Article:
Bounce Rates

Most people that have worked with me, will know that if I am allowed to I will rant for hours about KPI’s, the problem is that they are usually taken as well, KPI’s if % conversion goes down its bad even if sales go up… Not my view! PPC may have a higher conversion rate, but I would also like organic traffic.

Anyhow, bounce rates, firstly if you have an ecommerce website its pretty much impossible to sell if they only visit one page, (unless you want them to call some companies do, people convert better and can upsell better). Secondly even on pages which are likely to have a high bounce rate, it can be brought down by good calls to action or followup navigation.

BUT – don’t band it on a site level “above 50% is bad”, take a couple of example sites, if you have a popular article, blog post, or even a video then a one page visit maybe what most of your traffic is going to do! – So without the article you wouldn’t get this traffic, with the article you do – but your bounce rate drops. If your site is predominantly articles (BBC, DirectGov, Politics.co.uk ) and most of your traffic doesn’t start on your homepage, your bounce rate will be pretty high, and this isn’t a bad thing, if you have a quality site typically after visiting once they maybe more likely to return.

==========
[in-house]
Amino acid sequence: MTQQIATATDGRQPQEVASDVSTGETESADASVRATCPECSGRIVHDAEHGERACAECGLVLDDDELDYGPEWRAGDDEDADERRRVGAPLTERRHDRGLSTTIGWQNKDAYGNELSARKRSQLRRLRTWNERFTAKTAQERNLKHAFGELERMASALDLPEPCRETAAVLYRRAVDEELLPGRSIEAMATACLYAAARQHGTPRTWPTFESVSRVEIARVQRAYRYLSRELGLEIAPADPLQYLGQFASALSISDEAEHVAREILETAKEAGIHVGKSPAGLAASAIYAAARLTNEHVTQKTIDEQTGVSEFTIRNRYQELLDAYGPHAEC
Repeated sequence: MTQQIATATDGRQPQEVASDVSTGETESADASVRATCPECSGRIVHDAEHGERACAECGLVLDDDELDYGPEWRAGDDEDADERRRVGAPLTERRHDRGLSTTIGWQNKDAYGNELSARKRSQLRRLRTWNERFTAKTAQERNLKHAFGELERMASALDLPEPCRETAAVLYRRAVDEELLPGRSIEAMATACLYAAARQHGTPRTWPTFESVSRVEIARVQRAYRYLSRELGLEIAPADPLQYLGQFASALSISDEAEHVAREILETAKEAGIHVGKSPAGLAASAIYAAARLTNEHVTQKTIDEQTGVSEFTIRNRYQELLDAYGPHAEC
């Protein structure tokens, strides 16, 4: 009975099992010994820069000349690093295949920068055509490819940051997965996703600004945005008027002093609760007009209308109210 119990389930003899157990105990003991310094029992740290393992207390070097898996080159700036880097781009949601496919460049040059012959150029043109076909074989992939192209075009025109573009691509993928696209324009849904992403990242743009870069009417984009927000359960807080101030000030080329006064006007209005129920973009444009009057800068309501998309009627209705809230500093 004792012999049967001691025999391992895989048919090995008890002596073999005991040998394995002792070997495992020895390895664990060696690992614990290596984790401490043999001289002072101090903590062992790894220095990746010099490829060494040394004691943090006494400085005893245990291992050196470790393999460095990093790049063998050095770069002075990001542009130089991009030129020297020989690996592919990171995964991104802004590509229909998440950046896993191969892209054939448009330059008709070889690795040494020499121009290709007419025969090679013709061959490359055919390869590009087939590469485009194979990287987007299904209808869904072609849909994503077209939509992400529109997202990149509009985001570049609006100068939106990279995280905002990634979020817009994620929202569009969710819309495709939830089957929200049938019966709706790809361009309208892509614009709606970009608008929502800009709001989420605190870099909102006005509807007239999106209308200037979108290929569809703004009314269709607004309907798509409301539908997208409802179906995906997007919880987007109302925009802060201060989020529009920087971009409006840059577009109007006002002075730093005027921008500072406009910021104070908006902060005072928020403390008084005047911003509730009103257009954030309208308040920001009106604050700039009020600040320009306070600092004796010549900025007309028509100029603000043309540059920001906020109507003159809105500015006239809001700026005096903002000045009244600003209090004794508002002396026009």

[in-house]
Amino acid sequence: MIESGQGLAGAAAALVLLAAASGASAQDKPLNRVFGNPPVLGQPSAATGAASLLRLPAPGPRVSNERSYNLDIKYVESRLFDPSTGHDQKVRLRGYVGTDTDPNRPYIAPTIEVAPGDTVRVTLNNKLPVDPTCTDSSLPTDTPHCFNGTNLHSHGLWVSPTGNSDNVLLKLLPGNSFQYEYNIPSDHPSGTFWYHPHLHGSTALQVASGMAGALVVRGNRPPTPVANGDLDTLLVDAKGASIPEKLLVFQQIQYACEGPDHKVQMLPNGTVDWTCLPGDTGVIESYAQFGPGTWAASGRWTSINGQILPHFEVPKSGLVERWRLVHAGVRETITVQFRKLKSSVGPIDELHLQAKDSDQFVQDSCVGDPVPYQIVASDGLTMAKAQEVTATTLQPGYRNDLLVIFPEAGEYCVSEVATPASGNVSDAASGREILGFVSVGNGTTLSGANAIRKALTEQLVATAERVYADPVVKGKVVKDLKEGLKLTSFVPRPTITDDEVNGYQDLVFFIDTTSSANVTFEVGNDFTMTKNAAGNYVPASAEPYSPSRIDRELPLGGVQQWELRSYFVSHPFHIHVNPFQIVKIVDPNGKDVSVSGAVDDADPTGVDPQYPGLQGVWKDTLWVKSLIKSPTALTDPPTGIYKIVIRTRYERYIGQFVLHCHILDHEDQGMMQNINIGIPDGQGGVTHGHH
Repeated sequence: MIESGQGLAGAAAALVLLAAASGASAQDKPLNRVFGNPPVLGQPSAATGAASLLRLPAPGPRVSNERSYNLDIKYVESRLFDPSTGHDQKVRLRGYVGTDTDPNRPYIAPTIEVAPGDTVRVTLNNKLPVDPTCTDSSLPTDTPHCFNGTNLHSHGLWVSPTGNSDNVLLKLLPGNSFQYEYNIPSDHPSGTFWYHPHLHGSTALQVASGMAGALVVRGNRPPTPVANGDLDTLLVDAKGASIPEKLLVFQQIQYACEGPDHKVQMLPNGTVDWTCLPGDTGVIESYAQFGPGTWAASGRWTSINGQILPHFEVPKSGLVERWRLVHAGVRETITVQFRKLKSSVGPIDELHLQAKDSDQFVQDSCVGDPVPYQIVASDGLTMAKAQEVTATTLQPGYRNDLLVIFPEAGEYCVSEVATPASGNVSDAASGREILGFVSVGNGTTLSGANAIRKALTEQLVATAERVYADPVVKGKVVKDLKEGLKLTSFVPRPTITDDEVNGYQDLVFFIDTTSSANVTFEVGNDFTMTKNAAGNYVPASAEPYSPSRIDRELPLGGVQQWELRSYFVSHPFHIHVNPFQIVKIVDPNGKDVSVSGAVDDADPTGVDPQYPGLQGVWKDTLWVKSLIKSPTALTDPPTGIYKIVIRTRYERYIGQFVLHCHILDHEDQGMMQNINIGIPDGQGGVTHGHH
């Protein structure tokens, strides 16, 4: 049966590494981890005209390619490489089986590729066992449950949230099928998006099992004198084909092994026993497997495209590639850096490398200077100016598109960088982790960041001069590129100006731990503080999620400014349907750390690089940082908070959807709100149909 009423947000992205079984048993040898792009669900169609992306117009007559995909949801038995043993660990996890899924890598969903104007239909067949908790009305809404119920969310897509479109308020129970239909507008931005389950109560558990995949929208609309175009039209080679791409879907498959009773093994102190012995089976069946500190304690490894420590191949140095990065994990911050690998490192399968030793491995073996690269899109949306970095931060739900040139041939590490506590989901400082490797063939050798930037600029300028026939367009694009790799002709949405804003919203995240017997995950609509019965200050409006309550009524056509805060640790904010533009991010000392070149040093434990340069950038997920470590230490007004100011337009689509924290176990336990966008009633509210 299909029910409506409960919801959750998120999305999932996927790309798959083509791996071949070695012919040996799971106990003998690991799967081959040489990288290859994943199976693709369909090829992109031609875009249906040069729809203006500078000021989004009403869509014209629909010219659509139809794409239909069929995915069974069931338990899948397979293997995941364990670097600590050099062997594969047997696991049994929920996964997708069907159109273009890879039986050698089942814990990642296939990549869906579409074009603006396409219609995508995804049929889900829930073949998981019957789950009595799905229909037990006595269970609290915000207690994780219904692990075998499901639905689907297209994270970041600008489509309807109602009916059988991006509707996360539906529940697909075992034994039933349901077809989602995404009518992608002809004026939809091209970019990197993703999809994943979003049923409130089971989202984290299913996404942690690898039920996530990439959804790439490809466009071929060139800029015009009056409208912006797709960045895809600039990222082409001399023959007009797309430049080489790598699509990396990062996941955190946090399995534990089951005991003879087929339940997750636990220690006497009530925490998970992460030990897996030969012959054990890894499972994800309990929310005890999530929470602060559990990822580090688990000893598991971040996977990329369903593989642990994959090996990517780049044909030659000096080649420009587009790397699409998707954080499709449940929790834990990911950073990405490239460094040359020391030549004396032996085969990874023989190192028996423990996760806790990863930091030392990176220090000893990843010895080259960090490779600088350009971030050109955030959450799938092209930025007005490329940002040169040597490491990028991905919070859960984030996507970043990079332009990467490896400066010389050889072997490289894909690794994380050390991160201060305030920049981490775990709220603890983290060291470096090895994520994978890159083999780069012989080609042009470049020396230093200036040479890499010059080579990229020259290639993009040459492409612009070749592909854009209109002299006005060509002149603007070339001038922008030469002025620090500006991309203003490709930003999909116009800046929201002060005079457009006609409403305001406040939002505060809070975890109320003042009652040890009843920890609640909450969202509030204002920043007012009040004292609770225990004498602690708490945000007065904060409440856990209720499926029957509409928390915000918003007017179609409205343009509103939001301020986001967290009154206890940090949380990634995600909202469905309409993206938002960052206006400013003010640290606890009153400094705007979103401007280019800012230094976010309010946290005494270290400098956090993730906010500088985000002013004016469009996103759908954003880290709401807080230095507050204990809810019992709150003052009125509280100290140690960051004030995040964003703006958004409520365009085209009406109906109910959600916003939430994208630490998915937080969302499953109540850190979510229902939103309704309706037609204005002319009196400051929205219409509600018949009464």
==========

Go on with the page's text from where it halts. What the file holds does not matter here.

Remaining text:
To quote the Google Analytics Help page –

“…Bounce rate is the percentage of single-page visits or visits in which the person left your site from the entrance (landing) page. Use this metric to measure visit quality – a high bounce rate generally indicates that site entrance pages aren’t relevant to your visitors. The more compelling your landing pages, the more visitors will stay on your site and convert. You can minimise bounce rates by tailoring landing pages to each keyword and ad that you run. Landing pages should provide the information and services that were promised in the ad copy….”


Good things that can “increase” bounce rates

  • RSS Feed (for return visitors)
  • Email marketing (for return visitors)
  • Well written ‘single page’ content
  • Blog posts
  • Ajax (that’s not tracked)
  • Media including video (again not tracked)
  • External Links (again not tracked)

This seems like I am defending bounce rates, I am not – if they are on a page such as a homepage, a navigation page or a PPC landing page or any page which is really just the start of a journey– typically you are doing something that needs fixing, but bounce rates should be segmented by both source and page type – (not something easily done in GA, unless it is a part of the URL).

Steps to take to fix bad landing pages: (in Google analytics)

  1. Go to ‘top landing pages’
  2. Click on advanced filter
  3. Filter on bounce rate greater than, well start at 80%,

Not all pages can really be improved, always start with ‘low hanging fruit’ and don’t stress if a page has a high bounce rate if the average visitor is going to come, read the information and go … it may just be the nature of the traffic that page attracts…

Did you know out of the tin Omniture doesn’t (or didn’t) have Bounce Rates? probably a good thing.

Find more on www.UsableContent.co.uk

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